Croatia’s election commission on July 5, Sunday, announced that the Croatian Democratic Union (HDZ) has won the parliamentary election held in the country.
Prime minister Andrej Plenkovic’s current term was due to end in October. However, he chose to call for early elections riding on the popularity over his handling of the early phase of COVID-19 outbreak. This seems to have worked in his favor despite recent blemishes in the record. The government permitted the Adria Tour, an exhibition tennis tournament organized by World number one Novak Djokovic. Prime minister Plenkovic even met the tennis star. But it was revealed that players, including Djokovic, and support staff had tested positive immediately after the leg of the tournament in Croatia.
Croatia has more than 3,150 cases of COVID-19 infection with over 113 deaths.
HDZ increased its previous tally by 10 seats. As per the latest figures, it has got 66 out of the total 151 seats in the parliament after the counting of more than 95% votes. This will be HDZ’s best performance in a decade. It can easily form the government with the help of smaller right-wing parties such as Most (Bridge) which has won eight seats.
Croatia is a parliamentary democracy with a unicameral parliament called Sabor.
Andrej Plenkovic, while addressing his party supporters after the declaration of the results, said that, “support by a majority of Croatian voters is a huge obligation for us and we will take it into account every day over the next four years. We’ll take it into account because Croatia needs solutions for the economy, public health challenges, for strengthening democracy, strengthening institutions, strengthening human rights, minority rights,” Total Croatia News reported.
The main opposition – the liberal Restart Coalition led by the Social Democratic Party (SDP) – came in second with 41 seats. The right-wing and Eurosceptic Domovinski Pokret (Homeland Movement), led by singer-turned-politician Miroslav Skoro, came third with 16 seats.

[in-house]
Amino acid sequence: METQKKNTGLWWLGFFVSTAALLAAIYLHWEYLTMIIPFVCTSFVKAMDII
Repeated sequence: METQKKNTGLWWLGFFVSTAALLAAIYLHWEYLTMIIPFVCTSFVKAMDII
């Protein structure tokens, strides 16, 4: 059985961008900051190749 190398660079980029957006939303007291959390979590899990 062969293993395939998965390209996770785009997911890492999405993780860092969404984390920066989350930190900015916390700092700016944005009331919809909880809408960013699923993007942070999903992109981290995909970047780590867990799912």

The Homeland Movement is a new entrant to Croatian politics. Its rise confirms the pan-European trend of rising popularity of populist, far-right ideologies. Homeland has taken strong positions against immigration and is widely considered as anti-minority and Eurosceptic.
HDZ shares Homeland Movement’s opinion on the immigrants to a great extent and has used military force to prevent the entry of asylum seekers from its eastern borders. However, Plenkovic, a center-left, pro-EU leader had expressed his reluctance to join hands with Homeland on the ground that it can hamper Croatian relations with the EU.
The pro-immigration Mozemo (We Can), which is part the Green-Left alliance, has got seven seats in the parliament.
The voter turnout for Sunday’s elections (46%) was the lowest ever since Croatia’s separation from the erstwhile Yugoslavia in 1991. The political scene in the country has been dominated by the HDZ ever since its creation.
Croatia is a small country with a population of 4.2 million. Its economy is heavily based on tourism as a source of revenue and employment, which is expected to face a tough challenge this year due to the novel coronavirus outbreak.